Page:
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The Decline of the Left in the 20th Century

Toward a Theory of Historical Regression

Platypus Review 17 | November 2009

[PDF]  [Video Recording]

[Deutsch] [Ελληνικό]

On April 18, 2009, the Platypus Affiliated Society conducted the following panel discussion at the Left Forum Conference at Pace University in New York City. The panel was organized around four significant moments in the progressive separation of theory and practice over the course of the 20th century: 2001 (Spencer A. Leonard), 1968 (Atiya Khan), 1933 (Richard Rubin), and 1917 (Chris Cutrone). The following is an edited transcript of the introduction to the panel by Benjamin Blumberg, the panelists’ prepared statements, and the Q&A session that followed. The Platypus Review encourages interested readers to view the complete video recording of the event, available at the link above.


Benjamin Blumberg

WHAT DOES IT MEAN TO SAY, as Platypus does, that the Left is dead? And what does it mean to speak of the history of the Left postmortem? Our task is to address these questions.

First, we might consider how these questions shaped the formation of Platypus’s ideas and activities. Platypus began as a reading group held at the School of the Art Institute of Chicago. This group was brought together by a shared realization that the social and cultural theory of Theodor Adorno and other members of the Frankfurt Institute for Social Research contained the legacy of the revolutionary Marxism of the antecedent period. This realization was coupled with another: To claim that Adorno’s theoretical ideas were the legacy of the practical politics of Lenin, Luxemburg, and Trotsky put Platypus at odds in numerous respects with the existing Left.

In the present, the Left has turned away from the question of how the defeated revolutionary Marxism of the first and second decades of the twentieth century continued through mid-century in the Frankfurt School. For the Left, Frankfurt School Critical Theory is seen as a justification for abstention hiding behind a critique of participation, whereas the prevailing conception of revolutionary Marxism is of a ruthless actionism, in which the ends justify any means. Beneath these one-sided conceptions lies a greater problem, which has existed openly since at least Marx’s time, that theory and practice appear counterpoised and yet inseparable. Also since Marx’s time, the Left is best identified as the transformative force in history that directly addresses this problem, although it often does so blindly and ineffectually. This problem of the relation of theory and practice was at the center of Marx’s politics, and the best of the Marxist tradition, up to Adorno and the Frankfurt School.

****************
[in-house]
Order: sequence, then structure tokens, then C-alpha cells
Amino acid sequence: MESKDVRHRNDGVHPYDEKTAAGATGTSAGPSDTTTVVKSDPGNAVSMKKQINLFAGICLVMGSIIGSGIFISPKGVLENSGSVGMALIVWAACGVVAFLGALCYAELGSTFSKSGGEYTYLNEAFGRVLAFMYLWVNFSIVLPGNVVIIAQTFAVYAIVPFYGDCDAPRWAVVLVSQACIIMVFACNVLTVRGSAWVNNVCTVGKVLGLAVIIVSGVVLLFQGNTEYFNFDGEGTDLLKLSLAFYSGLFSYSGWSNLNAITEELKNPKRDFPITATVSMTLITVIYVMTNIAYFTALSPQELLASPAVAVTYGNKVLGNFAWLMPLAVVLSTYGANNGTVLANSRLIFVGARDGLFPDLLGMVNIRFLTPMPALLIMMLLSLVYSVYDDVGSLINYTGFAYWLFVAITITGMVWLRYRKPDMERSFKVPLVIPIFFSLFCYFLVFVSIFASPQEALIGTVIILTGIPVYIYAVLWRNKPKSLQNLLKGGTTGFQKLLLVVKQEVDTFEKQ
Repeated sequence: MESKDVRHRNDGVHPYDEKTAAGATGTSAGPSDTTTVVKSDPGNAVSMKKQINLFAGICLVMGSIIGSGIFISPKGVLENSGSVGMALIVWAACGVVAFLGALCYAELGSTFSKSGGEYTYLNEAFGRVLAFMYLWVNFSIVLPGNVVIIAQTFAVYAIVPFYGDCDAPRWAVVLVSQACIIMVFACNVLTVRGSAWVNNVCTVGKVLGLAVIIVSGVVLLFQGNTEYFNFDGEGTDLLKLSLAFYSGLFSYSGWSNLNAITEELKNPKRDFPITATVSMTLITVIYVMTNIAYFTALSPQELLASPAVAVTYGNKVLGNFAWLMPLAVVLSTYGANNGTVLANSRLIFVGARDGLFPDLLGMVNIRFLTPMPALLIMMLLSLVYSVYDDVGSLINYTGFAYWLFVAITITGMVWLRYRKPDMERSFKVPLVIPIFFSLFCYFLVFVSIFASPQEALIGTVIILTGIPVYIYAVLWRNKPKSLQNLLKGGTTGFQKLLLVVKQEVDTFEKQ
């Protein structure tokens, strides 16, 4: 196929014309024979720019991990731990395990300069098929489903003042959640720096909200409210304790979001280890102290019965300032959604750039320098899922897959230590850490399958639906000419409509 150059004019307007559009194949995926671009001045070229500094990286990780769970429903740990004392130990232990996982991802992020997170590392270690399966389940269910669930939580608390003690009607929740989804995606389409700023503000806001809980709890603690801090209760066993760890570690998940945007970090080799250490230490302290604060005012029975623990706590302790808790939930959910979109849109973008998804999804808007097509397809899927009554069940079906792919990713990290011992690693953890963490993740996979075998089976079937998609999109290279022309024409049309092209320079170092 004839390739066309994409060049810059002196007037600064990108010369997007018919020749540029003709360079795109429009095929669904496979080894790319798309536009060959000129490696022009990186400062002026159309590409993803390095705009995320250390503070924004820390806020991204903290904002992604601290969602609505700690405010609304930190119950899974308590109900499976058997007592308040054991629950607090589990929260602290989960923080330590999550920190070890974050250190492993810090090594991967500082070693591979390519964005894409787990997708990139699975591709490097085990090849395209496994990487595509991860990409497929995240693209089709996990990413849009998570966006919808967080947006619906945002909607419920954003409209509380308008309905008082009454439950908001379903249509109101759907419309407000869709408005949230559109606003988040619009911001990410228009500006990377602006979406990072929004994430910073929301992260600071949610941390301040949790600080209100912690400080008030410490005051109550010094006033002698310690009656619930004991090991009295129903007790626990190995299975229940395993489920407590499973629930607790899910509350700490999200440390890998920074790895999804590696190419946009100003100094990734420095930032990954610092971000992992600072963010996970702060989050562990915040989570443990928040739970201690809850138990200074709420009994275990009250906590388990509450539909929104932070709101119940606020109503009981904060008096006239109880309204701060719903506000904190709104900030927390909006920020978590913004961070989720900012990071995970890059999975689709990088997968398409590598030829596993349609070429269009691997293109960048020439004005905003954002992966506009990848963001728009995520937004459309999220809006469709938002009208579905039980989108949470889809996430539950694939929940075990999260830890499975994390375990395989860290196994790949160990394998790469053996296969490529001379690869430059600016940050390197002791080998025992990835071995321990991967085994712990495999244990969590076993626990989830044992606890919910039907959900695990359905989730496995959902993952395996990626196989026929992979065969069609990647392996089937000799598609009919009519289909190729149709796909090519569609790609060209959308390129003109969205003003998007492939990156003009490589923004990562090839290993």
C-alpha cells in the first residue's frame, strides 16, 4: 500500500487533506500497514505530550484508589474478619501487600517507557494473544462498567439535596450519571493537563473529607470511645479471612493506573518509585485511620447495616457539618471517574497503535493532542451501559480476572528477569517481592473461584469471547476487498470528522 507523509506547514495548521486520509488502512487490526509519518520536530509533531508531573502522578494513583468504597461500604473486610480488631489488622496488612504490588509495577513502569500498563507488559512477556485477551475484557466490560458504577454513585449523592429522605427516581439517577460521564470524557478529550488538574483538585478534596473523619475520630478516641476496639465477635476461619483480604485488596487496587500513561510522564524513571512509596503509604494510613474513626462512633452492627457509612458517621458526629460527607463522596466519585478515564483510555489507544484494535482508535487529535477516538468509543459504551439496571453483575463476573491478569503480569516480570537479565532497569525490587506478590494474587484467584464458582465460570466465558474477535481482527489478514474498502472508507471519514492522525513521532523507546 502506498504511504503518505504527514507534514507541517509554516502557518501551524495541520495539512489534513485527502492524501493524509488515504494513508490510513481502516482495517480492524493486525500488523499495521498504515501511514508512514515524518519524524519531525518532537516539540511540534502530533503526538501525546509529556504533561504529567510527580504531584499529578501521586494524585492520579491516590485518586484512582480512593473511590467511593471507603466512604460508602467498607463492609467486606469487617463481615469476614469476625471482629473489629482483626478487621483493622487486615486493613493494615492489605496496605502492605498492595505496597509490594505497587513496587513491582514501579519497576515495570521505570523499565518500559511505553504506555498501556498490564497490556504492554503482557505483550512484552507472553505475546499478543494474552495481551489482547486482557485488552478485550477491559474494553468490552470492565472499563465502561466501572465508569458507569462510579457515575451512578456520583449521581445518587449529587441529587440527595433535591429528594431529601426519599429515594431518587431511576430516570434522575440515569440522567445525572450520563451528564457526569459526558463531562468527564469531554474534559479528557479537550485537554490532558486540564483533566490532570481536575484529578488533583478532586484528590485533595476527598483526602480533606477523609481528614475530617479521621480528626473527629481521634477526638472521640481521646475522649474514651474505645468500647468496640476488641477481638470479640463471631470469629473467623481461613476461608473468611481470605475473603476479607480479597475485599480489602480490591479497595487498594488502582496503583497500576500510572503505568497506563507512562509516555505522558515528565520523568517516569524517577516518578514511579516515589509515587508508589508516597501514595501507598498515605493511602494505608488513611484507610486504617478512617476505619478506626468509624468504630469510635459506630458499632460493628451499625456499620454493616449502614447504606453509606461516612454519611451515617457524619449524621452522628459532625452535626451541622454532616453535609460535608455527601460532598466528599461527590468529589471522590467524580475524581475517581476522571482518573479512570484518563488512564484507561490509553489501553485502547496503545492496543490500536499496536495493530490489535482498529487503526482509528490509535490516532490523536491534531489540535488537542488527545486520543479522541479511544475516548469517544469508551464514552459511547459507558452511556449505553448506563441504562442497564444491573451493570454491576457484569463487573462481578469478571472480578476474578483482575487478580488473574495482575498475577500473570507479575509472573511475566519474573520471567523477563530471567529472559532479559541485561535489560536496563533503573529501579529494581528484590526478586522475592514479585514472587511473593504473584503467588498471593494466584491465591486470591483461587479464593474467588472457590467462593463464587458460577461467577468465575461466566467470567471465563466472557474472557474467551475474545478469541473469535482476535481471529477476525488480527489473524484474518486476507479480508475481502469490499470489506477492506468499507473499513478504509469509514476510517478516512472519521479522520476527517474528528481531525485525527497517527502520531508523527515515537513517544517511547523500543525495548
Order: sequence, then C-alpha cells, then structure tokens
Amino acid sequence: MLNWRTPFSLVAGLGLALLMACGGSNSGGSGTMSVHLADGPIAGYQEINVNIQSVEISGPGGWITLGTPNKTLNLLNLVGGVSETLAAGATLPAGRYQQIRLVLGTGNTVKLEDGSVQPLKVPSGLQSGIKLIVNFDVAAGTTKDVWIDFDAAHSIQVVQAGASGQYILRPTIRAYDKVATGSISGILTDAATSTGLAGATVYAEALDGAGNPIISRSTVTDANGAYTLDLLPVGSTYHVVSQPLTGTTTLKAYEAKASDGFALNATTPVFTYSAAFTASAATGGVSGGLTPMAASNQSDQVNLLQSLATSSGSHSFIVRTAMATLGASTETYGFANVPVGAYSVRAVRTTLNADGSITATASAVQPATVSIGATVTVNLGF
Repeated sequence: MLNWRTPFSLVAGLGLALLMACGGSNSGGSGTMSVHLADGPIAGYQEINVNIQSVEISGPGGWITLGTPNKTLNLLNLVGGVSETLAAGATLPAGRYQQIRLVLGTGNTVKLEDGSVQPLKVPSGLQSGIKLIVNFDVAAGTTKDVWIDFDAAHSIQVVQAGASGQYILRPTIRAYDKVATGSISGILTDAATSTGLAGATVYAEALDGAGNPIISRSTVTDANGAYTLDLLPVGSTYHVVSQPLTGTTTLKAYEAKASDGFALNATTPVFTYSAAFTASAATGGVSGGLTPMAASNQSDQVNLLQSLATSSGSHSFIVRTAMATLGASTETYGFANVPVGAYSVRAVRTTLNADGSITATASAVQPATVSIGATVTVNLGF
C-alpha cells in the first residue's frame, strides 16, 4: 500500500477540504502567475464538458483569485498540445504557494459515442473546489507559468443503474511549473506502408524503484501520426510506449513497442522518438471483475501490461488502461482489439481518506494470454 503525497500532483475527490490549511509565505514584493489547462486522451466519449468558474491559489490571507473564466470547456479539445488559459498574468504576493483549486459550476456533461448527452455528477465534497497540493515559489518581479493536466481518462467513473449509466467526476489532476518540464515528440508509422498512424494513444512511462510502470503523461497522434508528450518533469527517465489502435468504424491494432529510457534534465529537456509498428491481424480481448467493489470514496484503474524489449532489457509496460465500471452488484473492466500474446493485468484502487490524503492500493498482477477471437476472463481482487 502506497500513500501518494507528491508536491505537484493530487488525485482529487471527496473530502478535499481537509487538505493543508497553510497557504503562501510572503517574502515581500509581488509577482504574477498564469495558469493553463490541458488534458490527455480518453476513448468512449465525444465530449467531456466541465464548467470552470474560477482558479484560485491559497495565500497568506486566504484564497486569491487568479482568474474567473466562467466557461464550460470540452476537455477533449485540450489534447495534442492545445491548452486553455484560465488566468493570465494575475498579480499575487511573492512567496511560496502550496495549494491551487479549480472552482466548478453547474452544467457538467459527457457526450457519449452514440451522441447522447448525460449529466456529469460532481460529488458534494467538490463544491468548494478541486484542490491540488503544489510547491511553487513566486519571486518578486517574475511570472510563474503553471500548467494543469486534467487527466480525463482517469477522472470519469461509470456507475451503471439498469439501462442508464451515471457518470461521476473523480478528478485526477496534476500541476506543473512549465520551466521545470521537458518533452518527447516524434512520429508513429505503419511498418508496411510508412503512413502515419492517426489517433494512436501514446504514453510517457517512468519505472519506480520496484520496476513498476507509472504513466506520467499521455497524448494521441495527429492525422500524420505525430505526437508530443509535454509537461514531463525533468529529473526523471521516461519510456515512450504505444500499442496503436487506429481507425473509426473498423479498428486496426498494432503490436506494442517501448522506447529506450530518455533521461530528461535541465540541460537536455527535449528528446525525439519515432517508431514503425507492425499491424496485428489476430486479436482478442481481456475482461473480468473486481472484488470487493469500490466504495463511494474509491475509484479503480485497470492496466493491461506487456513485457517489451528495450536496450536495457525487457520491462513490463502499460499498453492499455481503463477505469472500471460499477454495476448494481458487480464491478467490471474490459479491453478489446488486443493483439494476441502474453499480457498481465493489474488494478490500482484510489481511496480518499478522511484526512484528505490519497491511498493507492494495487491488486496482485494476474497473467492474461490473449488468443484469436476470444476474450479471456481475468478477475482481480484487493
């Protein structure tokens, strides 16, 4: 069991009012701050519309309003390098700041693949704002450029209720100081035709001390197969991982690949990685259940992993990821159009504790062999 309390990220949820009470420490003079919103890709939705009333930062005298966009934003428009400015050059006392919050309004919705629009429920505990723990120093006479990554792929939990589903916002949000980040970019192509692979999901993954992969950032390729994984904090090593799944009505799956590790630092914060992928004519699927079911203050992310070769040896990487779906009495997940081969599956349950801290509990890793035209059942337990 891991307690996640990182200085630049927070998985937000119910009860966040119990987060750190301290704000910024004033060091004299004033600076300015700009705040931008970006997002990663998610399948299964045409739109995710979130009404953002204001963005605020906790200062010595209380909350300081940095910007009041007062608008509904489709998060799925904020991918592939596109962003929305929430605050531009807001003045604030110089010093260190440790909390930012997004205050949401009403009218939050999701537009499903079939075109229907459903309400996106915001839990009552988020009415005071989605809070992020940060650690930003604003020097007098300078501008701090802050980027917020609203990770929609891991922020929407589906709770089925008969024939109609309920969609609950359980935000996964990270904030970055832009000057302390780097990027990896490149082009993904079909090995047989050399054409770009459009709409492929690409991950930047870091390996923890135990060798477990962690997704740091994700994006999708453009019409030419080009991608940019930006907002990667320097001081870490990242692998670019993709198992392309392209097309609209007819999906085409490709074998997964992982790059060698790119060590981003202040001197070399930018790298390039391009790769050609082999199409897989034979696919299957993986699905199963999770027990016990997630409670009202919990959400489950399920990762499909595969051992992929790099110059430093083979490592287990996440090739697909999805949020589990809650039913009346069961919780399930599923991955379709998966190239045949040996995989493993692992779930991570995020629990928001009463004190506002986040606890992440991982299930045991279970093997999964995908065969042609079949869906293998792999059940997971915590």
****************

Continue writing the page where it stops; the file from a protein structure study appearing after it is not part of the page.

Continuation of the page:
The failure to address the relationship between Critical Theory and revolutionary Marxism evinces a deeper failing of the contemporary Left. The need to address the problem of relating theory to practice has been nullified by turning theory and practice into two oppositional camps. Even when theory and practice are said to coexist, it is apparent that this simply means that one is subordinate to the other.

By falsely resolving the problem of theory and practice the Left has relinquished the defining feature of its politics and ceased to be the Left at all. This has profound effects on the development of the history of capitalism in which the Left traditionally has acted as a transformative catalyst. Because its politics no longer mediate theory and practice, the Left has begun to decompose. Following Adorno, Platypus calls this process historical regression.

Therefore, the beginnings of Platypus’s intellectual investigation posed the political task of critiquing and eventually overcoming the existing Left, which had become willfully oblivious of the necessity of working through the problem of relating theory to practice. However, this task is not accomplished by merely identifying it. The existing Left’s neglect of the problem has led to the accumulation of layers of rationalizations and excuses for carrying on as if nothing were wrong. This has buried the problem deep beneath the surface of today’s Leftist politics. Platypus exists to clear away the sediment. The group was founded in 2006 to foster debate and discussion on the Left concerning the question: How has it come to pass that the Left is dead, and how might we, in this situation, make good on the slogan “Long live the Left”? |P

Next presentation: 2001

Platypus banner at anti-war demonstration, Chicago, March 19, 2008